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Insects can cause a variety of dermatologic problems usually presenting with inflammatory skin lesions. Cydnidae insects (family, Cydnidae; order, Hemiptera; suborder, Heteroptera; superfamily, Pentatomoidea), also known as burrowing (or burrower) bugs, are uncommon in urban areas and usually considered harmless to humans, though there have been anecdotal reports of the development of inflammatory plaques with stink bugs (also in the Pentatomoidea superfamily).
In the monsoon season, a preschool child presented with asymptomatic brown macules that had appeared suddenly on the soles of both feet (Figure 1). The spots were noted after the child visited a Hindu temple where, as required by custom, he walked barefoot. His mother, who accompanied him to the temple, had similar macules on her feet. Numerous small insects were found on the floor of the temple, and the priest who lived in the temple premises had similar lesions.
Brown macules of varying shapes and sizes on the soles.
An elementary school student developed asymptomatic small brown macules on the neck and chest after visiting a neighborhood grocery shop in the rainy season. Most of the macules were round or oval, and some also showed a streaky pattern. Many shop workers had similar spots on their skin. There were numerous winged, low-flying insects in the shop and the adjoining greenery.
During the monsoon season, a man in his 20s presented with well-defined brown macules on both feet that had appeared suddenly after he visited a neighborhood temple located in the middle of a park. At the temple were found insects in large numbers.
About 50 to 60 live insects were collected from the grocery store and temples associated with the cases reported herein. One of us (A.K.M.) pressed an insect firmly between the thumb and index finger of the right hand for 60 seconds. About 1 or 2 minutes after releasing the bug, red-brown pigmented macules were observed at the site of contact. Similar lesions were reproduced by rubbing an insect on the forearm. As lesions grew older, they turned a more uniform dark brown. It was difficult to wash off the pigment with soap and water. However, it could be rubbed off (with some effort) using acetone. Left alone, the pigment gradually and completely faded over 5 to 6 days.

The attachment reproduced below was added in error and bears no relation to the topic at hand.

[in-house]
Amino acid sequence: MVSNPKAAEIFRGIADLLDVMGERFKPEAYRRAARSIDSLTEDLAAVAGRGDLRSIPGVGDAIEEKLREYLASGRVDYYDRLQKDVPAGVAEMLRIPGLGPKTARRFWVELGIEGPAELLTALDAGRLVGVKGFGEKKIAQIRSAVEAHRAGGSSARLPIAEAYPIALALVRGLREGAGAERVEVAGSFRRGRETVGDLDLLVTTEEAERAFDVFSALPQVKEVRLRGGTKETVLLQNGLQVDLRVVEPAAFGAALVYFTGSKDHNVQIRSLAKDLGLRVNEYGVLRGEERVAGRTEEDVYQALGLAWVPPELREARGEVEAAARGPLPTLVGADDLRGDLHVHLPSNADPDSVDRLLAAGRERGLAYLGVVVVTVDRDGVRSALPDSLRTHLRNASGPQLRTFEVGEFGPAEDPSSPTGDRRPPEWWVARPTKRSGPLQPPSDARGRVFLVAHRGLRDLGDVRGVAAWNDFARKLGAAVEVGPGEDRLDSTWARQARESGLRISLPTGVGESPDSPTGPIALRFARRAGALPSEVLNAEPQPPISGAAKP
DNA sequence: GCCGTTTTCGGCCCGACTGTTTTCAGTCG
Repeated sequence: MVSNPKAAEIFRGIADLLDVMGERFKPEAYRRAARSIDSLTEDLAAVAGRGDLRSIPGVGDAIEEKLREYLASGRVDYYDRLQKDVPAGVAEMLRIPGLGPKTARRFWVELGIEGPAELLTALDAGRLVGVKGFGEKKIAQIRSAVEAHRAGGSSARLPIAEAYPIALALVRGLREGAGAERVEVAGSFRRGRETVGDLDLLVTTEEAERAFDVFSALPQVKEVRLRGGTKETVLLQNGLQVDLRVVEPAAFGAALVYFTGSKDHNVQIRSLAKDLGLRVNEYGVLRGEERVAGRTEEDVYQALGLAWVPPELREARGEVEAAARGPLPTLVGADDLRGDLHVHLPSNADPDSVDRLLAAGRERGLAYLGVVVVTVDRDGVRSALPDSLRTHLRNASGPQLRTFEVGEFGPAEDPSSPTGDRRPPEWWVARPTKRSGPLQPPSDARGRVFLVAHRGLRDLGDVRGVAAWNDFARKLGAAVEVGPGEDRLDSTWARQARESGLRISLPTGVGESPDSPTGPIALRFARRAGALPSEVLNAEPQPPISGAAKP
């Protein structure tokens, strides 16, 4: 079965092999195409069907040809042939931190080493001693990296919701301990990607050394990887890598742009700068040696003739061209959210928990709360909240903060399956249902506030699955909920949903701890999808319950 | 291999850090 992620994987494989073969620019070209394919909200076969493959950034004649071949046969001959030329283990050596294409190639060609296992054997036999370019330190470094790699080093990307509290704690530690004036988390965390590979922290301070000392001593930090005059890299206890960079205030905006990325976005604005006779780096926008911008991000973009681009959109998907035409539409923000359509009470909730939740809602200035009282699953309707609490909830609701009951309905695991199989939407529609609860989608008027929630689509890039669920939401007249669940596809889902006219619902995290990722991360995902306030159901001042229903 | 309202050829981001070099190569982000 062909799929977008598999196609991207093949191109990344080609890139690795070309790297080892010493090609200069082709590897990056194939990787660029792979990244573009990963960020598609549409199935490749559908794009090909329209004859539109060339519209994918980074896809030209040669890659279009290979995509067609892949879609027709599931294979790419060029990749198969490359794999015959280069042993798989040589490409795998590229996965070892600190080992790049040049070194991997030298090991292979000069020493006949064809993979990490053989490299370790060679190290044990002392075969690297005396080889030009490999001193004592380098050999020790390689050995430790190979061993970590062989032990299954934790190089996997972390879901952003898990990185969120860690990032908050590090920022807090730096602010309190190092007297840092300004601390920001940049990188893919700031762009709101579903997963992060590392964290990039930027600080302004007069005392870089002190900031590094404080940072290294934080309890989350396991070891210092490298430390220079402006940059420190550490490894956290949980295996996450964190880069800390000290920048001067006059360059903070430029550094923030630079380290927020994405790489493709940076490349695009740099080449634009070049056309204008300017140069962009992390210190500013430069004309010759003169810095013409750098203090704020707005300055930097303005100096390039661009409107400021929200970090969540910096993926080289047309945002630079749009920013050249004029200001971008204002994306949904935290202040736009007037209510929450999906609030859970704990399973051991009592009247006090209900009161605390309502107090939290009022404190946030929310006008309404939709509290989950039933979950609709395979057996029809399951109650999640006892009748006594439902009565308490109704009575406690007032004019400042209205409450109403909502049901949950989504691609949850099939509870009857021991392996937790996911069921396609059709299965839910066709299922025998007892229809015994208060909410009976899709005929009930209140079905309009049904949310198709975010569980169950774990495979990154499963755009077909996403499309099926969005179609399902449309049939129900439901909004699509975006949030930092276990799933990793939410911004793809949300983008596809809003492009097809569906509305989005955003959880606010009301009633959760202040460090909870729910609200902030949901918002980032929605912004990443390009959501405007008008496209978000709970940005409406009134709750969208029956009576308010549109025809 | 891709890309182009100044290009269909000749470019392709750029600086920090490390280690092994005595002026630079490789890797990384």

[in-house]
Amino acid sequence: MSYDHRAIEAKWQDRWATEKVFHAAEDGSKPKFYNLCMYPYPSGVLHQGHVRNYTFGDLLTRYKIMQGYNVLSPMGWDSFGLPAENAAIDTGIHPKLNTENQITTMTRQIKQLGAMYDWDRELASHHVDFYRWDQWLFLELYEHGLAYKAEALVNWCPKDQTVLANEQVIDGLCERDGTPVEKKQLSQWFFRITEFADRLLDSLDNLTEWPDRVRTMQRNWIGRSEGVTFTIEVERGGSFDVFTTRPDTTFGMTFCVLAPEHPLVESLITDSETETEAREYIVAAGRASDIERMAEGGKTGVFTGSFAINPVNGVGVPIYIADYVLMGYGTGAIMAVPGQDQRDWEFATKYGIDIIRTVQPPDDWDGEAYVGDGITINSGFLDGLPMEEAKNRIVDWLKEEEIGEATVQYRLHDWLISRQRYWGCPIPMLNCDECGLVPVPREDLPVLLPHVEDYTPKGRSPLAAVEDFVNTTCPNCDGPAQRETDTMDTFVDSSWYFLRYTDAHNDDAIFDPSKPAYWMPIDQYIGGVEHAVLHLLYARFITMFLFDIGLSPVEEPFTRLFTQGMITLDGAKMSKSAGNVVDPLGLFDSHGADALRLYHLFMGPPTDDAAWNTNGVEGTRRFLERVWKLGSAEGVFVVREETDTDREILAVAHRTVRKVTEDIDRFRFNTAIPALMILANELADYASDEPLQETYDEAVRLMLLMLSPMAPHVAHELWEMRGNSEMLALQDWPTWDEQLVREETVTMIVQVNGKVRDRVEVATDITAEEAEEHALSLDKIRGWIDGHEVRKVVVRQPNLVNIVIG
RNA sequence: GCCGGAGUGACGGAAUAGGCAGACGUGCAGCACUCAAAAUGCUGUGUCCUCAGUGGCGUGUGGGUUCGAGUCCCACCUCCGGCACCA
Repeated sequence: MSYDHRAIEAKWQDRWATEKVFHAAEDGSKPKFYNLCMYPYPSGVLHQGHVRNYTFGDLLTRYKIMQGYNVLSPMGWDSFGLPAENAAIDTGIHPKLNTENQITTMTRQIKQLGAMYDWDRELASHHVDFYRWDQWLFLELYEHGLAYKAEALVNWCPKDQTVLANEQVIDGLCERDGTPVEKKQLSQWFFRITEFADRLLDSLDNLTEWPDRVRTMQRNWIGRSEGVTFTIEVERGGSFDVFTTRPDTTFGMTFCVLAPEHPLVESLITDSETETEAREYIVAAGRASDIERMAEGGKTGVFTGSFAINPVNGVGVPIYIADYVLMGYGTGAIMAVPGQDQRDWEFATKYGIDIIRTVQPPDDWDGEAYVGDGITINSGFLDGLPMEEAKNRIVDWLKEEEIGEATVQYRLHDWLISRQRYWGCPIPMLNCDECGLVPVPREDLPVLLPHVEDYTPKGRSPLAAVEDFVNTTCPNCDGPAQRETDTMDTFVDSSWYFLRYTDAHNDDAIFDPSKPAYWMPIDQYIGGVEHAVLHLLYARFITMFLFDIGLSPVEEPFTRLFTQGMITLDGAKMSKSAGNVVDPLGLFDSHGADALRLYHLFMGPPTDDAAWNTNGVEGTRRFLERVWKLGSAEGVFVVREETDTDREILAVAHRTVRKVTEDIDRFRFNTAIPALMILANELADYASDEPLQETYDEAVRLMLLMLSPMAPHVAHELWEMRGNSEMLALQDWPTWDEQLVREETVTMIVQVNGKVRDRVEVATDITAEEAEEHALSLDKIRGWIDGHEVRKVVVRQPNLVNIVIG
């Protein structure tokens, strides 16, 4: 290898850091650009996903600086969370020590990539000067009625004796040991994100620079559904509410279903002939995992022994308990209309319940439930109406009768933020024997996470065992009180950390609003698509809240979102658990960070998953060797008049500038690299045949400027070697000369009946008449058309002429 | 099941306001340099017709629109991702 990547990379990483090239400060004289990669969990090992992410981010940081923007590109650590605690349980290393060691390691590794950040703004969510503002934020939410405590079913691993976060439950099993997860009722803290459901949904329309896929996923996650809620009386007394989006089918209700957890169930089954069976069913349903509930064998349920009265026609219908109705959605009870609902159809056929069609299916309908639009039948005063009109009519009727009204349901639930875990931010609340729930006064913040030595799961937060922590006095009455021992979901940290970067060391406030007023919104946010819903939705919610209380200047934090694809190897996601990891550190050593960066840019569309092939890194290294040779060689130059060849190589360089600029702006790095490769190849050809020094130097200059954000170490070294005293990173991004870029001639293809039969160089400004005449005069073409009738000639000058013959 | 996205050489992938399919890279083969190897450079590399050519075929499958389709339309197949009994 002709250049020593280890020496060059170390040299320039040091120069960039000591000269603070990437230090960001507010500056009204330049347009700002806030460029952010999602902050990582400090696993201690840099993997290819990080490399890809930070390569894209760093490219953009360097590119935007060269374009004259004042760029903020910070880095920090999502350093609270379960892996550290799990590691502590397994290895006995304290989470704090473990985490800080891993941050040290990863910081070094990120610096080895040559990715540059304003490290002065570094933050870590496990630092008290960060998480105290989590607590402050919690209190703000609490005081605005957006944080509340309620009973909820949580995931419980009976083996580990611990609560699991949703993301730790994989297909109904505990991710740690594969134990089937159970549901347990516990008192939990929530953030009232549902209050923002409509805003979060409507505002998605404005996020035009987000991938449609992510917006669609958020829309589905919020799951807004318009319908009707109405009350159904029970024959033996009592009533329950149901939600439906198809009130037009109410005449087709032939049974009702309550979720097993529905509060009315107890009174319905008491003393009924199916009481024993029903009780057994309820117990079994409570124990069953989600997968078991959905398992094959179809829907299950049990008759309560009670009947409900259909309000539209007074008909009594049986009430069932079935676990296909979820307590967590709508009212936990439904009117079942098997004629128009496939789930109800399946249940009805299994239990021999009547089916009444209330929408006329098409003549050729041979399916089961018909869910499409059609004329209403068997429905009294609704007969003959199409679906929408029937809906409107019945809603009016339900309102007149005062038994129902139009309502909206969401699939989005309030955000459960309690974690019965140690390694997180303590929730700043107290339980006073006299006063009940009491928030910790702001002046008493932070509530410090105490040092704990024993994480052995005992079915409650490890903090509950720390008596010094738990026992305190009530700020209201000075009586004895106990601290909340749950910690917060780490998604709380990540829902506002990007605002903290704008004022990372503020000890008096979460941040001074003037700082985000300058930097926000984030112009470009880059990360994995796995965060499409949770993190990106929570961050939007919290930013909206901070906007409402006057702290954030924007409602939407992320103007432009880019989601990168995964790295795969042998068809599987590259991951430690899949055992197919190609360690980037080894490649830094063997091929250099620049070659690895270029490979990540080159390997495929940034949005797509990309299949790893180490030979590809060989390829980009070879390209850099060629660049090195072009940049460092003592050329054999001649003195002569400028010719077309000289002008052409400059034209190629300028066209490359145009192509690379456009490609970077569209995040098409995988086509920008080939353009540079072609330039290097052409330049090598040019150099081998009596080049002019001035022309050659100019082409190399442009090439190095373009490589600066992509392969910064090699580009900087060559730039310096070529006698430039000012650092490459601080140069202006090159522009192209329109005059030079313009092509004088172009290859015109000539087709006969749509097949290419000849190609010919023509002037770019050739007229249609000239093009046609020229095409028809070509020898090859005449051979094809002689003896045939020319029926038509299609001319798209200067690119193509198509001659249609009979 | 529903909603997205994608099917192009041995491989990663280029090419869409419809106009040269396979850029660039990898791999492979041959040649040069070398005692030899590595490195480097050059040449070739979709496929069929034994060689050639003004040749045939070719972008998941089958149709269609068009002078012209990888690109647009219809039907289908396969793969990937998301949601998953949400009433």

Insects preserved in 70% alcohol were identified by the one of us (J.A.L.) as Chilocoris assmuthi Breddin, 1904, representing the family Cydnidae (Figure 2).
A, Chilocoris assmuthi Breddin, 1904. B, Lesions self-induced by pressing the subject insect between thumb and forefinger.
The causal association between the clinical lesion and the insect was established by self-induction of lesions on the thumb and forearm. These induced lesions had an appearance and evolution identical to that seen in patients presenting with the condition, providing strong evidence for Cydnidae being the cause.
Cydnidae generally live in soil or sand and feed on roots or other underground parts of plants.1 They produce an odorous substance from special glands for self-defense, as do other true insects. These glands are found in the thorax in adult Pentatomoidea insects and in the lateral part of the abdomen in nymphs.1,2
The secretion, which is expressed actively or can be squeezed out by pressure on the insect, is a poorly studied mixture of hydrocarbonates and other derivatives that function as a repellent and can cause paralysis in prey, act as a danger signal, help in attracting mates, and have antimicrobial activity.3-5
Pentatomoidea are usually considered harmless, but we found 2 reports of erythematous plaques due to Antiteuchus mixtus and Edessa maculata.6 To our knowledge, pigmentation as seen in our cases has not been previously described.
The sudden development of small pigmented macules can be mystifying. In some cases, spots are mistaken for the petechiae of dengue, which also occurs during the rainy season. Older lesions may resemble lentigines. Clues to the diagnosis include the suddenness with which the spots appear, their occurrence in rainy weather, and the shape of some macules, which appear streaky or show tapering edges.
Corresponding Author: M. Ramam, MD, Department of Dermatology and Venereology, All India Institute of Medical Sciences, Ansari Nagar, New Delhi 110029, India (firstname.lastname@example.org).
Published Online: October 29, 2014. doi:10.1001/jamadermatol.2014.2715.
Conflict of Interest Disclosures: None reported.
Additional Contributions: We are indebted to N. P. Singh, PhD, of the Department of Zoology, University of Rajasthan, Jaipur, for help in preliminary identification of the insect.
Malhotra AK, Lis JA, Ramam M. Cydnidae (Burrowing Bug) Pigmentation: A Novel Arthropod Dermatosis. JAMA Dermatol. 2015;151(2):232–233. doi:10.1001/jamadermatol.2014.2715
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